by Robert Drinkwater
From The Fault in our Stars to Turtles All the Way Down John Green has been a personal favorite writer of mine. Each of his novels are character driven and I’ve always been drawn to his complex and realistic characters in his novels. Looking for Alaska was no different.
The story follows Miles Halter who goes to a boarding school in Alabama “In search of the great perhaps”. Miles makes several new friends when he goes to this school, Chip “The Colonel”, Takumi, and Alaska Young, whom he is instantly infatuated with upon meeting her. The novel follows Miles as he faces several obstacles and tribulations and even tragedy along the way.
One of the most important themes of this novel is that it is a coming of age story. These types of stories have always been a classic genre, from The Catcher in The Rye, to Huckleberry Finn. In this case Looking for Alaska is a coming of age story for Miles Halter. He wanted to get away from his old life in Florida and make new friends at Creekwood, and he does just that. Throughout his journey we see Miles go from being shy and awkward to more outgoing and even pulling off a spectacular prank. John Green also portrays youth in a realistic way with realistic situations. Some of Miles obstacles include pulling pranks on the other students, trying not to get caught sneaking out past curfew, and overcoming tragedy. The characters make rash and impulsive decisions, however they are also portrayed as intelligent, insightful and articulate.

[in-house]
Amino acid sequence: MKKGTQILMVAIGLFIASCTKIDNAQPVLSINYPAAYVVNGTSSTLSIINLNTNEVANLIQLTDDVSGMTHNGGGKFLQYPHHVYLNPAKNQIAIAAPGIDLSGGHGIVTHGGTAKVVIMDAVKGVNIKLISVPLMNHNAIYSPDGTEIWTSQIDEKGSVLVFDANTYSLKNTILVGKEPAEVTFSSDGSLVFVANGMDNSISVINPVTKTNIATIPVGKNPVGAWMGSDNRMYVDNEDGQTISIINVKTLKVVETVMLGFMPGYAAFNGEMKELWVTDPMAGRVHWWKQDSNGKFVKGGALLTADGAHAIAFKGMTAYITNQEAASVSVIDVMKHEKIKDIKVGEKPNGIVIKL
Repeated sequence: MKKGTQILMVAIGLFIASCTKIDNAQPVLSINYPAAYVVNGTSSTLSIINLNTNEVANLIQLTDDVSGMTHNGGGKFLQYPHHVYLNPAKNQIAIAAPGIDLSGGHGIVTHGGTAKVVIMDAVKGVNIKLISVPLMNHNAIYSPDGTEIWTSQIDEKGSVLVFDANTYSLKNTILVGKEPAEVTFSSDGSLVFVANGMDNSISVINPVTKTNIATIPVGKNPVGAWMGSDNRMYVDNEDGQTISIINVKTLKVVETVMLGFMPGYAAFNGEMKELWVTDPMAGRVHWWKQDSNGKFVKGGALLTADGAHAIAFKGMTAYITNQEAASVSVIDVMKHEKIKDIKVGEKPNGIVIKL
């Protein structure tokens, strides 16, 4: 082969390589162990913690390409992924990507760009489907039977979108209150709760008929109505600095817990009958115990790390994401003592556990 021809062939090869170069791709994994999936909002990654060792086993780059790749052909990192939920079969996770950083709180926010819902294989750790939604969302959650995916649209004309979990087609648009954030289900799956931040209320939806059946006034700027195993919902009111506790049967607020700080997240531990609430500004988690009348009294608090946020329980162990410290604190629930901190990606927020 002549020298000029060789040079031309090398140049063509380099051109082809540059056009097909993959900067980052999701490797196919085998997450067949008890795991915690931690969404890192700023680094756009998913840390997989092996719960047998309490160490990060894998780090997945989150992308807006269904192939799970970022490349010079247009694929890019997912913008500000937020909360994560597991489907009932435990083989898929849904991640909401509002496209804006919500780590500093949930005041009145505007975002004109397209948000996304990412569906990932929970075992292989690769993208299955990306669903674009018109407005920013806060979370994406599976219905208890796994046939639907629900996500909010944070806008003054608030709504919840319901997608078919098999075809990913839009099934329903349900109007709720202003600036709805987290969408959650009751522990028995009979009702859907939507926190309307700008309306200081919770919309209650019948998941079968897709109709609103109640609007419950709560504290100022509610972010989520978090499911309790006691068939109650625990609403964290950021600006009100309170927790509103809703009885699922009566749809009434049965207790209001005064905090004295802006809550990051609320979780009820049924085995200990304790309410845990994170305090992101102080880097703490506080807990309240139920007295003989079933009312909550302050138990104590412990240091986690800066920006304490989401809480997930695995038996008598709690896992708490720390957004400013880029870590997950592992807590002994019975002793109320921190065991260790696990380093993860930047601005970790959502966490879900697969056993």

This is a character driven novel and we learn more about each one as the book progresses. One of my favorite parts in the novel was a scene that I felt was one of the most pivotal scenes was when Miles and his friends were playing a game that Alaska made up “Best Day, Worst Day” in which everyone tells the group about their best day and worst day and whoever the winner is, the rest of the group has to take a swig of wine. I felt like this scene was pivotal because we as readers learn so much about each character, such as The Colonel’s desire to maintain a 4.0 GPA so that he can become rich to support his mother, Lara coming to the U.S. from Romania, and the reason why Alaska doesn’t like to go home for holiday breaks. Each character has their own story and during this part I found myself more empathetic for each character.
While most characters were interesting, I felt like Miles was kind of bland compared to the others. Other than the fact that he could memorize the last words of famous historical figures, I felt like it was the side characters who really carried this story along. Miles didn’t exactly have a unique personality compared to that of The Colonel and Alaska.
Overall, this book is compelling, humorous, and poignant. It has interesting and realistic characters, plot points and is a coming of age story that seems more in touch with young people that portrays them in a realistic manner. I recommend this book to anyone who enjoys young adult, coming of age stories.